Development of two-group, two-dimensional, frequency dependent detector adjoint function based on the nodal method

Thumbnail Image
Date
1987
Authors
Khericha, Soli
Major Professor
Advisor
Committee Member
Journal Title
Journal ISSN
Volume Title
Publisher
Altmetrics
Authors
Research Projects
Organizational Units
Journal Issue
Is Version Of
Versions
Series
Department
Nuclear Engineering
Abstract

A concept of local/global components, based on the frequency dependent detector adjoint function, and a nodalization technique was utilized in the development of one- and two- dimensional computer codes to calculate the response of a detector to a vibrating absorber in reactor cores. The frequency dependent detector adjoint functions presented by complex equations were expanded into real and imaginary parts. In the nodalization technique, the flux is expanded into polynomials about the center point of each node;The phase angles and the magnitudes of the two-energy group detector adjoint functions were calculated for a neutron detector located in the middle of the south core tank of the Iowa State University UTR-10 reactor using a one-dimensional computer code. Results were compared with the exact analytical solution and were found to be within 2% of the values obtained from the analytical solution;Using a two-dimensional computer code, the phase angle and the magnitude of the one-energy group detector adjoint function was calculated for a detector located in the center of a 200 cm x 200 cm reactor. Results were within 3% of the values obtained from the analytical solution and the computer code EXTERMINATOR. The phase angle varied from 0.1 degrees to 0.4 degrees compared to 0.2 degrees calculated using the point reactor zero power transfer function;The phase angle and the magnitude of the two-energy group detector adjoint function were calculated for the detector located in the center of a 60 cm x 60 cm reactor. The results follow the expected behavior of the Green's functions. The phase angle for this two-energy group model was also found to vary from 0.2 degrees to 0.4 degrees.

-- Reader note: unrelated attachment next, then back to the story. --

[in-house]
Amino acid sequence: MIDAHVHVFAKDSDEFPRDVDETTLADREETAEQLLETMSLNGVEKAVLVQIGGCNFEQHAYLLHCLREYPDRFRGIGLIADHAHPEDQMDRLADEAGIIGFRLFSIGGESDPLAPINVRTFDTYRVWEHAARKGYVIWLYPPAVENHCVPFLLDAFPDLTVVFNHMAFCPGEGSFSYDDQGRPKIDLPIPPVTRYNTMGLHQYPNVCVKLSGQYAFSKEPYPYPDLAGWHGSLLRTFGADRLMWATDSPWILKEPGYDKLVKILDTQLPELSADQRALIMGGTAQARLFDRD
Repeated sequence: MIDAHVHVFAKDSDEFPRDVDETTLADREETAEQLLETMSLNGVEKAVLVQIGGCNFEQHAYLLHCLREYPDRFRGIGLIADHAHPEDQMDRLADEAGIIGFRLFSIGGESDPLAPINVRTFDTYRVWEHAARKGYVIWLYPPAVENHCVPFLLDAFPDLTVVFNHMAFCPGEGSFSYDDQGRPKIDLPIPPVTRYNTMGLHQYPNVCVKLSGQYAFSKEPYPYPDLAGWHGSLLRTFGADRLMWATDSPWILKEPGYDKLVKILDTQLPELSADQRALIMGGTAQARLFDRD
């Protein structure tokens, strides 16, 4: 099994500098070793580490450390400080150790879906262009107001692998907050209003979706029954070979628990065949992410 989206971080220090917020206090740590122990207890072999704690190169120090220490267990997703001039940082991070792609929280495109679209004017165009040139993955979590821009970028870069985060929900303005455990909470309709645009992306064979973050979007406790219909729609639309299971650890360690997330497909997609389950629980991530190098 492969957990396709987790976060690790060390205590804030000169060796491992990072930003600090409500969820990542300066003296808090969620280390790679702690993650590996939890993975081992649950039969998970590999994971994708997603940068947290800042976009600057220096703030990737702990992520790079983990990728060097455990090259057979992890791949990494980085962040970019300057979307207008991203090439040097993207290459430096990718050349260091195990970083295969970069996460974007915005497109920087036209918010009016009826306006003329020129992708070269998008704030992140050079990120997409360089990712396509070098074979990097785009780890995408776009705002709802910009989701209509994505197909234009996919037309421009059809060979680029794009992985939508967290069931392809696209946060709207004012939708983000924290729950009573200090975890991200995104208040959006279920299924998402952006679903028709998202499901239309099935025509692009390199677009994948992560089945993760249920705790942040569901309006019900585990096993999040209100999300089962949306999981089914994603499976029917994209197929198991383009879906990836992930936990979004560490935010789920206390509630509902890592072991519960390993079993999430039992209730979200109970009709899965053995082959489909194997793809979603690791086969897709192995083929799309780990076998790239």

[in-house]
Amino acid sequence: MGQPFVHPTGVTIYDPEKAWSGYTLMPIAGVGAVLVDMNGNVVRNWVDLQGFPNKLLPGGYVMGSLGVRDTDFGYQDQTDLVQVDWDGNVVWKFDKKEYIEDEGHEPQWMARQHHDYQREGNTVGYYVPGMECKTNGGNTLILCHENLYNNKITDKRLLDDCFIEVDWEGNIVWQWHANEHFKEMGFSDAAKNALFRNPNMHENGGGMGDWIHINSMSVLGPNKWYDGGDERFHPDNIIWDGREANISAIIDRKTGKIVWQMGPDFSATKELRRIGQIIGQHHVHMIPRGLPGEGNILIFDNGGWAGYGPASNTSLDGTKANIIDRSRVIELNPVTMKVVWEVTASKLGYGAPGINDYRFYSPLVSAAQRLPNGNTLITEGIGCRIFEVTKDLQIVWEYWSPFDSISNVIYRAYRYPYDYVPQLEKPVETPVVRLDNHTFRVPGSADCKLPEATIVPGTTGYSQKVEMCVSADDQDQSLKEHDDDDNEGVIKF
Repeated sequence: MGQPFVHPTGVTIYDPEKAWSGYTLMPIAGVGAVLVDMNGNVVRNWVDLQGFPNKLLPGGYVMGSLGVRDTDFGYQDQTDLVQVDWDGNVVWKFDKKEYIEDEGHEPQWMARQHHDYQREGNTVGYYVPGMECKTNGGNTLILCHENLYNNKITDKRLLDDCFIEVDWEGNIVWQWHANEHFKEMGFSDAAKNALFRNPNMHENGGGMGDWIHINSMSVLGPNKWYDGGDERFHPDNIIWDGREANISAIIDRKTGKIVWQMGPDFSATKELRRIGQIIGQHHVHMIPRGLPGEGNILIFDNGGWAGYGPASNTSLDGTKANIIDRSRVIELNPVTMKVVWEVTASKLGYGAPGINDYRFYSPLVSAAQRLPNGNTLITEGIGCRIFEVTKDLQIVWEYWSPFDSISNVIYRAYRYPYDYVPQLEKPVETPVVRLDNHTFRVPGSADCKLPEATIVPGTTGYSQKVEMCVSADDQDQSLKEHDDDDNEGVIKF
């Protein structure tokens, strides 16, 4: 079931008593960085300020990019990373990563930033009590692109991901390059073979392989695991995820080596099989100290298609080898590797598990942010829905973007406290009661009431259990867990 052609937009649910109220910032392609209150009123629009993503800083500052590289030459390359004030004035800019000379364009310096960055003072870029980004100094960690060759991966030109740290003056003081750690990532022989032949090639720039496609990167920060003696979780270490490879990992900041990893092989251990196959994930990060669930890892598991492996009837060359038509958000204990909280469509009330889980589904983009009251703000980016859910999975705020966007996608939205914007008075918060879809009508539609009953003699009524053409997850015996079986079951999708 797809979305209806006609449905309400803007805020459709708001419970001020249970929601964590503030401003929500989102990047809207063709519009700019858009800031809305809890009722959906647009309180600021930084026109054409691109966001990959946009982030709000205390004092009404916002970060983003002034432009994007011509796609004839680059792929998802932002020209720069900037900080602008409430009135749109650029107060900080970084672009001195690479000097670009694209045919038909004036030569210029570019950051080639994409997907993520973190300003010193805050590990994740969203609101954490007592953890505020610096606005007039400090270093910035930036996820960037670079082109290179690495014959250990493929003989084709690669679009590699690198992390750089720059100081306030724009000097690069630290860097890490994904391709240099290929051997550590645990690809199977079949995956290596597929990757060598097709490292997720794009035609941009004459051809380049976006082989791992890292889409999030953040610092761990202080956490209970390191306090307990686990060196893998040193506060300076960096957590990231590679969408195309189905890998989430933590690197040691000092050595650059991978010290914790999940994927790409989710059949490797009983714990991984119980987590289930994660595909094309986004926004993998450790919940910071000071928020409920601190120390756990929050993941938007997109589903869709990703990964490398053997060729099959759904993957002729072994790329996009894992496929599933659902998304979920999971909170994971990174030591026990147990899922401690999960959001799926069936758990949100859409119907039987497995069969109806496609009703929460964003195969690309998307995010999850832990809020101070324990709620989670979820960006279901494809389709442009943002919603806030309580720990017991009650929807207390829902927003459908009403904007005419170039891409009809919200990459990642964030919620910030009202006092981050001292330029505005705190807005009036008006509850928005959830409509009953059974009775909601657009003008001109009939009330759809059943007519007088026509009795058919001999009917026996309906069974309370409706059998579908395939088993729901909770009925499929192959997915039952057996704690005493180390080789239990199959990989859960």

Comments
Description
Keywords
Citation
Source
Subject Categories
Copyright
Thu Jan 01 00:00:00 UTC 1987